Hmmmmm…..according to 2016 Global Slavery Index Report, there are 875,500 Nigerians who are victims of human trafficking. Nigeria is described as a source, transit, and destination country for women and children subjected to trafficking in persons including forced labor and forced prostitution. Trafficked Nigerian women and children are mostly recruited from rural areas within the country’s borders − women and girls for involuntary domestic servitude and sexual exploitation, while boys for forced labor in street vending, domestic servitude, mining, and begging. Abduction is now a daily incidence in Nigeria, most of which go unreported. The abduction of Ese Oruru has opened the eyes of the public to how human trafficking can take place in different forms. On June this year, a parent came to my office and reported that his 17 year old daughter was abducted from Abuja to Kano for forced marriage. After preliminary investigation, I contacted National Agency for Prohibition of Trafficking in Persons (NAPTIP) and they helped to rescue the girl.
5)How would you compare this vice in Nigeria with other African countries and the world at large?
Well, human trafficking is a global crime. It takes place in virtually every country. It is just that human trafficking is more prevalent in some countries than others. Nigeria is among the countries with the highest number of victims of human trafficking. A lot of victims of human trafficking in other African countries are Nigerians. Also people from other countries are trafficked into Nigeria.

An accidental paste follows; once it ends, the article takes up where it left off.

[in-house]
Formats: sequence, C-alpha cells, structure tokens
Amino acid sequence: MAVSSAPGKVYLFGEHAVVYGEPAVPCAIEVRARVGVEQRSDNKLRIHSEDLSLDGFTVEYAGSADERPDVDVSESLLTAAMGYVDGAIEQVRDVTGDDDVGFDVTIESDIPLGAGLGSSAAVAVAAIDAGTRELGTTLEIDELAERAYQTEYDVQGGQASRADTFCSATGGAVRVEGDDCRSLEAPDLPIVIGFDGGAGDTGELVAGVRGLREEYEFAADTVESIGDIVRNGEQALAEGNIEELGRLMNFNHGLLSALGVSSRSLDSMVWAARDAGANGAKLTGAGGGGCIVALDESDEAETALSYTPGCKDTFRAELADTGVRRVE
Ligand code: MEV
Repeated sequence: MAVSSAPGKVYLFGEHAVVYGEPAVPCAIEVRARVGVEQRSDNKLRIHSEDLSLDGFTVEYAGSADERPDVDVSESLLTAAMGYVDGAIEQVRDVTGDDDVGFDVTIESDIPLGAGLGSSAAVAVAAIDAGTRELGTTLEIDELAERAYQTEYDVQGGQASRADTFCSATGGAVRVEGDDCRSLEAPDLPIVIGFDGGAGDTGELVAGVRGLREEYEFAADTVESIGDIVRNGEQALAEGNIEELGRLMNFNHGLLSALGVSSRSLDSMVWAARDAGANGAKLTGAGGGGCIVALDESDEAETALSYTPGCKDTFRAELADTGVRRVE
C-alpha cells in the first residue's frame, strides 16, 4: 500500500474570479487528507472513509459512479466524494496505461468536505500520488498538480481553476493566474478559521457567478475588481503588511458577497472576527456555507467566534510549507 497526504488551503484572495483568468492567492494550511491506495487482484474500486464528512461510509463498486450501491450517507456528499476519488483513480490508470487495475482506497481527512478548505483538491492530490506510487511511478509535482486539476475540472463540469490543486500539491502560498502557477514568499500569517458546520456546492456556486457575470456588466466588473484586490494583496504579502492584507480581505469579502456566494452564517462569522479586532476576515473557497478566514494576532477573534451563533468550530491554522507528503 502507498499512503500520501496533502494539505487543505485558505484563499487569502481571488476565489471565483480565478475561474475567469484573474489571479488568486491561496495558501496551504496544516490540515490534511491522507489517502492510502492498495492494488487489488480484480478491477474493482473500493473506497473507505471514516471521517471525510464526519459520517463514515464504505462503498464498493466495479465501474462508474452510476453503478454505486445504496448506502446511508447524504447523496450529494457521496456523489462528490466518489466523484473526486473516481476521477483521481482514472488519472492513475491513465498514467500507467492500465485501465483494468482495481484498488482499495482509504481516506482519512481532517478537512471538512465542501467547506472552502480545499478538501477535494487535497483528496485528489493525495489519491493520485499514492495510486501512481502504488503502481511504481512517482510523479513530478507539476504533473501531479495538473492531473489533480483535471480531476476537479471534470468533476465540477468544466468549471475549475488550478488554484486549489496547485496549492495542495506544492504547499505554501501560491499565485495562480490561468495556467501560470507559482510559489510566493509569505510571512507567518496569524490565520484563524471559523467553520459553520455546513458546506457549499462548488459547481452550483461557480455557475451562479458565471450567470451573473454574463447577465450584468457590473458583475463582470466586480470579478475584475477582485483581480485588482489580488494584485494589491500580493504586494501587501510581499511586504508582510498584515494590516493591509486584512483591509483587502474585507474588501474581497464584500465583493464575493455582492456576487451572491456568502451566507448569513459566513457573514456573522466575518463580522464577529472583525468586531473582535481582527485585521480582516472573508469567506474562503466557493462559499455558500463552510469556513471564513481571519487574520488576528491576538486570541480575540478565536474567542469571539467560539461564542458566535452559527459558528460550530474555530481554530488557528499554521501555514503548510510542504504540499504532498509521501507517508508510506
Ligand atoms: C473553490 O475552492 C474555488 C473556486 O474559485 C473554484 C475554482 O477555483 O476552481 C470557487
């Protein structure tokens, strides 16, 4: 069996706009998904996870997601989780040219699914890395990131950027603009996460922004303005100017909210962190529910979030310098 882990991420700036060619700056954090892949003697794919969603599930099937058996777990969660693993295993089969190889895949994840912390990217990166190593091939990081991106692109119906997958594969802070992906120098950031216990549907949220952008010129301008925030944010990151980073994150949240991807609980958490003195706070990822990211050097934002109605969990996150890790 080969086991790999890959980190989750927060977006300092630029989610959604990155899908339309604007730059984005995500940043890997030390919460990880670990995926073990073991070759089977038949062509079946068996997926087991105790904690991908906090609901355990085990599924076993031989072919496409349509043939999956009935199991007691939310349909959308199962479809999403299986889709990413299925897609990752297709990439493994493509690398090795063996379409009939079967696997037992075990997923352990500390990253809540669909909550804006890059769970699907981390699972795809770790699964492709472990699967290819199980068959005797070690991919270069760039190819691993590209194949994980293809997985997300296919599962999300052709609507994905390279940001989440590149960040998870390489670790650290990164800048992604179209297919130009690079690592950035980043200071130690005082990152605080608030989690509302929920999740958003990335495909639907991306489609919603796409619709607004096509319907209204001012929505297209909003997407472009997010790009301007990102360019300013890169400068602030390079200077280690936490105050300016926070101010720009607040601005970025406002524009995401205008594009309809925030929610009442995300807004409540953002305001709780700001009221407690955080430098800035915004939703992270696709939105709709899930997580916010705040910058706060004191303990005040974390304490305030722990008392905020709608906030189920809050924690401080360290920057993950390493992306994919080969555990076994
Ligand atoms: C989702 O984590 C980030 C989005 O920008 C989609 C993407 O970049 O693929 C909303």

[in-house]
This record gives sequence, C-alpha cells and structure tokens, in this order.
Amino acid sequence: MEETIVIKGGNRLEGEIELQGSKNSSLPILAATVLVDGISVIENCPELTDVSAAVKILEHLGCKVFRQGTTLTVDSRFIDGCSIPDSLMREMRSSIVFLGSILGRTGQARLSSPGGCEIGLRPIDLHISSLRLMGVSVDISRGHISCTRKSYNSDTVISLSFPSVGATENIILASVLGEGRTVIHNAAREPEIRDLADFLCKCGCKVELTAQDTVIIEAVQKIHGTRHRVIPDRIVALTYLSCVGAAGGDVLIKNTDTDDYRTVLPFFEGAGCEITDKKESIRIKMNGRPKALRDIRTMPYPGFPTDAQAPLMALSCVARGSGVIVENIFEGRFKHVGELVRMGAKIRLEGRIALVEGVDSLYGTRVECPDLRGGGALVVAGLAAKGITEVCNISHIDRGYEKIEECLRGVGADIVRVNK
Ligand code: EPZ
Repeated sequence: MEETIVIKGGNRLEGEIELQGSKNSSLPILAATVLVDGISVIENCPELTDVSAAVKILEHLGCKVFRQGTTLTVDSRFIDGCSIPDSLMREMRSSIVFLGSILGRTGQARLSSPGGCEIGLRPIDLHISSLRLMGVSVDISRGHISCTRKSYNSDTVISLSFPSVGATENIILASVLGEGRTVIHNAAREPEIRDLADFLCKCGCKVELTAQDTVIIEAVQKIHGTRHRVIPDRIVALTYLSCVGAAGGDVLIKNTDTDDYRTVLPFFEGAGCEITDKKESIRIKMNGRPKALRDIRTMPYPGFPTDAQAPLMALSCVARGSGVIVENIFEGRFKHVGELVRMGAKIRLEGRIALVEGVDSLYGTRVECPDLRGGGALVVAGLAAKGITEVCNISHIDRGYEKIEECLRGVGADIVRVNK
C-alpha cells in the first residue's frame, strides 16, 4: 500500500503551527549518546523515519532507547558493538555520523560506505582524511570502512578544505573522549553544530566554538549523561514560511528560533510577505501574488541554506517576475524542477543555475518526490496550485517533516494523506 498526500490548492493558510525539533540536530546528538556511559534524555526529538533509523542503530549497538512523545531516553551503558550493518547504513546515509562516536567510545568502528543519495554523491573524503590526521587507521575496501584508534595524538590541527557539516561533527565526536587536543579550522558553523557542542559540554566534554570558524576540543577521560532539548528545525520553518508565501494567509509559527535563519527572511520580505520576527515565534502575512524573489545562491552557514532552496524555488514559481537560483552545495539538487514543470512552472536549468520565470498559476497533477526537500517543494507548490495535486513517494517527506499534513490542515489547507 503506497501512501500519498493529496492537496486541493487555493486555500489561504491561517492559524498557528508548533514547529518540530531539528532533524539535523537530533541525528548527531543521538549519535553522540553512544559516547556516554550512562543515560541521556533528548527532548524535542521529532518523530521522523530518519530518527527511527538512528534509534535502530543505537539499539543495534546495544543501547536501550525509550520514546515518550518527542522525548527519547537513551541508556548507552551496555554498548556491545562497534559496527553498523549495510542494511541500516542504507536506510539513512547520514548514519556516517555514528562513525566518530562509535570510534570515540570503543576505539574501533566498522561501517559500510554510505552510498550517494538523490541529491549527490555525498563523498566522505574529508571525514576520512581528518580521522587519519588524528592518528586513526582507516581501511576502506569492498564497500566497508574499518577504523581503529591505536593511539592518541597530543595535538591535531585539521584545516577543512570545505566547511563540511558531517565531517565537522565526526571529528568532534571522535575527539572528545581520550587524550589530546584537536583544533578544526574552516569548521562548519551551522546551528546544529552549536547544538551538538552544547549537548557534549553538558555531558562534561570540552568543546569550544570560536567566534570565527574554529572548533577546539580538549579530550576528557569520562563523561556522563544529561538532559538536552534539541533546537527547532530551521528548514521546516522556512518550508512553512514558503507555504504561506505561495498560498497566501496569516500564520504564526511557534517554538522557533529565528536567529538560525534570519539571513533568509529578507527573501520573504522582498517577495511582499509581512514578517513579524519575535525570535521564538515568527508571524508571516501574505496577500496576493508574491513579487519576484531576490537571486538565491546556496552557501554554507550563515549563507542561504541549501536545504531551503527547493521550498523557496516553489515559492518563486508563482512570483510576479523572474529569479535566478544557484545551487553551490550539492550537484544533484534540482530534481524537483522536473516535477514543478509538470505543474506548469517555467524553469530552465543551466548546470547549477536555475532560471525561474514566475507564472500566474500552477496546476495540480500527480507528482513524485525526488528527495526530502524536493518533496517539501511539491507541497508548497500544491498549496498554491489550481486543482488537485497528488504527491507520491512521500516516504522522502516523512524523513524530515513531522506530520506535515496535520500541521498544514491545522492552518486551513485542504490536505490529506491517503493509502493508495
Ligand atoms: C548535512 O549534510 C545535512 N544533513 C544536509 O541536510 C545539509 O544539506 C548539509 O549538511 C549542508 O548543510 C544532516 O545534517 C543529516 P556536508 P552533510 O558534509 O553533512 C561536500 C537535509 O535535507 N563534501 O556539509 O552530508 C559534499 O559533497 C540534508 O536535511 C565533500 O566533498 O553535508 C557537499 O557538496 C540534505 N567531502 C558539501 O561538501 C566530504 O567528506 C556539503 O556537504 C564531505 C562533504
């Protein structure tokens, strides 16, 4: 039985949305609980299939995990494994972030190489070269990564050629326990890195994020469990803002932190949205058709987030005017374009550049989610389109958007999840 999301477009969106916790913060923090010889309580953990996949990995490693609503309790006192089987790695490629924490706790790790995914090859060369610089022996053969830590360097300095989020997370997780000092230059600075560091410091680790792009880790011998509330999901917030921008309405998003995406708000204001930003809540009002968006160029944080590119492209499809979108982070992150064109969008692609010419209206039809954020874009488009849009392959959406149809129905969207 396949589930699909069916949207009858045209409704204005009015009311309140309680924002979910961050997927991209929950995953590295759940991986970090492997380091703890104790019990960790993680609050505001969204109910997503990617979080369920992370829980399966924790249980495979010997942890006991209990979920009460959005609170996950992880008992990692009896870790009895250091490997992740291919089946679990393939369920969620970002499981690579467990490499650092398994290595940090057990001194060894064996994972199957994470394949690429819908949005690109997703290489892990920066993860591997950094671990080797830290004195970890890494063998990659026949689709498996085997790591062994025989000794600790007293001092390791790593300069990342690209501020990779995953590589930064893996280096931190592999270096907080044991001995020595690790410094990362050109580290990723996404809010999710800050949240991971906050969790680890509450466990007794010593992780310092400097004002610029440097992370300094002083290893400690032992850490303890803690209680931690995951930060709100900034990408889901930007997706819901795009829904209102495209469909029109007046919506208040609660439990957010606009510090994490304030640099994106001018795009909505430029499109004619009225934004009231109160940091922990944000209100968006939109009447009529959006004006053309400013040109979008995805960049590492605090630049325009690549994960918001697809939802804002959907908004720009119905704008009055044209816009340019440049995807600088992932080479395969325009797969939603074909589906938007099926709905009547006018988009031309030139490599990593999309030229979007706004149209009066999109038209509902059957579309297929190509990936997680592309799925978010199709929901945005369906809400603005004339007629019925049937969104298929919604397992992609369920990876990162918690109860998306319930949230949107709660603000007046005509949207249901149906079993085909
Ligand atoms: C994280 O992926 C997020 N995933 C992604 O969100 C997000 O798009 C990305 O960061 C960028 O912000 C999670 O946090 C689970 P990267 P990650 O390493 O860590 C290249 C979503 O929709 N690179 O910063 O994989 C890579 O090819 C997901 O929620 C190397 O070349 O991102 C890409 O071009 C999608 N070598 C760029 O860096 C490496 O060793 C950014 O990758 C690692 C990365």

6)Does the Nigerian government have any role to play in this and is government playing that role adequately?
Of course, Nigerian government has a vital role to play in combating and preventing human trafficking, and that was why National Agency for Prohibition of Trafficking in Persons (NAPTIP) was established in 2003. The agency is doing well in curbing this heinous crime, but they are not adequately funded. Human trafficking is not a kind of crime that one agency can adequately handle, it requires collaborative efforts and supports from different sectors, and that is why some civil society organizations are helping to combat it. There is much work to do to eradicate modern slavery, but resources are not enough. I noticed that the executive arm of government is yet to take another bold step to boost the funding for fighting human trafficking. There is an urgent need for government to have different categories of funding for anti-human trafficking organizations. There is need to fund researches, prevention programmes, intervention programmes, and victims’ rehabilitation.